On 17 September 1945, the government introduced notes for 5, 10 and 100 rupees, with the name mohru used in Nepalese. There are also 25- and 250-rupee notes commemorating the Silver Jubilee of Birendra Bir Bikram Shah in 1997. Since 2007, Nepalese rupee banknotes have been produced by Perum Peruri, the mint company of Indonesia.
In 2012, Nepal Rastra Bank issued a revised banknote series that are similar to the 2007 series, but now include inscriptions in English and the year of issue on the back.
|2012 Mount Everest series (current)|
|Image||Value||Main Color||Description||Date of issue|
|5 rupees||Lilac and pink||Mount Everest; temple of Taleju; obverse of coin||Two yaks grazing; Mount Everest||2012|
|5 rupees||Lilac and pink||Mount Everest; Kasthamandap Temple||Yak||2017|
|10 rupees||Brown and green||Mount Everest; Garud Narayan of Changu Narayan temple||Three black bucks grazing; trees; bank logo||2012|
|10 rupees||Brown and green||Mount Everest; Garud Narayan of Changu Narayan temple||Antelope; trees; bank logo||2017|
|20 rupees||Orange and Brown||Mount Everest; temple of god Krishna of Patan; Garuda atop pillar||Swamp deer; trees; mountain; bank logo||2012|
|20 rupees||Orange and Brown||Mount Everest; temple of god Krishna of Patan; Garuda atop pillar||Sambar deers; trees; mountain; bank logo||2016|
|50 rupees||Purple, Green and Blue||Mount Everest; Rama-Janaki temple of Janakpur||Male thar; mountains; bank logo||2012|
|50 rupees||Purple Green and Blue||Mount Everest; Rama-Janaki temple of Janakpur||Snow leopard; bank logo||2016|
|100 rupees||Green and Lilac||Mount Everest; Mayadevi inside silver metallic oval; map of Nepal; Ashoka pillar; wood carvings from temple of Taleju in Kathmandu; description "Lumbini – Birthplace of Lord Buddha"||One-horned rhinoceros in grassy plain; bank logo||2012|
|100 rupees||Green and Lilac||Mount Everest; Mayadevi inside silver metallic oval; map of Nepal; Ashoka pillar; wood carvings from temple of Taleju in Kathmandu; description "Lumbini – Birthplace of Lord Buddha"||One-horned rhinoceros and its offspring in grassy plain; bank logo||2015|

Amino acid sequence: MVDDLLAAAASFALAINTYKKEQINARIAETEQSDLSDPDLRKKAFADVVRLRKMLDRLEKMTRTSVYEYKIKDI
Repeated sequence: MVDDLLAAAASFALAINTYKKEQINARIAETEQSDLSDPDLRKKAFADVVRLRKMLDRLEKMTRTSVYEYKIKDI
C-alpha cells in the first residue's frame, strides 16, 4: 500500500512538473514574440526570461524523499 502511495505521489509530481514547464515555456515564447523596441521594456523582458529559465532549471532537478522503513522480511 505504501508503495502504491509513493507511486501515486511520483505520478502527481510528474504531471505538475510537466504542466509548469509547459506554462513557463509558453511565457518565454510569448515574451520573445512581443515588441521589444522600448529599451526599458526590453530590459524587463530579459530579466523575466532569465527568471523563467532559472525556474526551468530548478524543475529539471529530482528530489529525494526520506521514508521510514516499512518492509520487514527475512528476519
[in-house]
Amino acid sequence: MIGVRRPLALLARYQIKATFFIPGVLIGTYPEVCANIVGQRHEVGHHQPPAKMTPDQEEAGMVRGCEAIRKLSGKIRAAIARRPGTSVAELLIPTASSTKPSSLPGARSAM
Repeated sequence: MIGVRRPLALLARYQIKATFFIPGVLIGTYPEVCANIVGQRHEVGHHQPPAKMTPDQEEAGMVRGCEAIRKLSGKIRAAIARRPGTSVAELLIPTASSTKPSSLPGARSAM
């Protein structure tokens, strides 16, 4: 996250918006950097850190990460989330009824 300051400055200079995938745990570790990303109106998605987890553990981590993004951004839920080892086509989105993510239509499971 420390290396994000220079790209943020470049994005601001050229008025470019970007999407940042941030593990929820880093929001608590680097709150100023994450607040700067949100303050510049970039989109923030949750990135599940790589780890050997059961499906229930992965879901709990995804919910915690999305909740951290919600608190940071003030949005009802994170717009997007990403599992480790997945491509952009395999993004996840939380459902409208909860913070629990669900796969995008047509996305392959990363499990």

|500 rupees||Brown and violet||Mount Everest; god Indra; Mount Amadablam and Thyangboche monastery; wood carvings; clouds||Two tigers drinking melted snow||2012|
|500 rupees||Brown and violet||Mount Everest; god Indra; Mount Amadablam and Thyangboche monastery; wood carvings; clouds||Tiger||2016|
|1,000 rupees||Blue and gray||Mount Everest, Swayambhunath stupa & Harati temple||Elephant||2013|
|1,000 rupees||Blue and gray||Mount Everest, Swayambhunath stupa & Harati temple||Twin Asian Elephants||2019|
|For table standards, see the banknote specification table.|
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- "'Nepal to keep currency pegged to Indian rupee' | Business Line". Thehindubusinessline.com. 2018-01-11. Retrieved 2019-05-13.
- "Archived copy". Archived from the original on 2007-02-19. Retrieved 2007-03-11.CS1 maint: archived copy as title (link)
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- "Archived copy". Archived from the original on 2017-05-08. Retrieved 2010-05-05.CS1 maint: archived copy as title (link)
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- Shrestha, Ramesh: Nepalese Coins & Bank Notes (1911 to 1955). Kazi Mudhusudan Raj Bhandary, Kathmandu, 2007.
- Wittmann, Hans: Die Banknoten des Königreichs Nepal. Unpublished, Wiesbaden, 2002.
- Krause, Chester L.; Clifford Mishler (1991). Standard Catalog of World Coins: 1801–1991 (18th ed.). Krause Publications. ISBN 0873411501.
- Pick, Albert (1994). Standard Catalog of World Paper Money: General Issues. Colin R. Bruce II and Neil Shafer (editors) (7th ed.). Krause Publications. ISBN 0-87341-207-9.
- Heiko Otto (ed.). "Historical and current banknotes of Nepal" (in English and German). Retrieved 2017-05-29.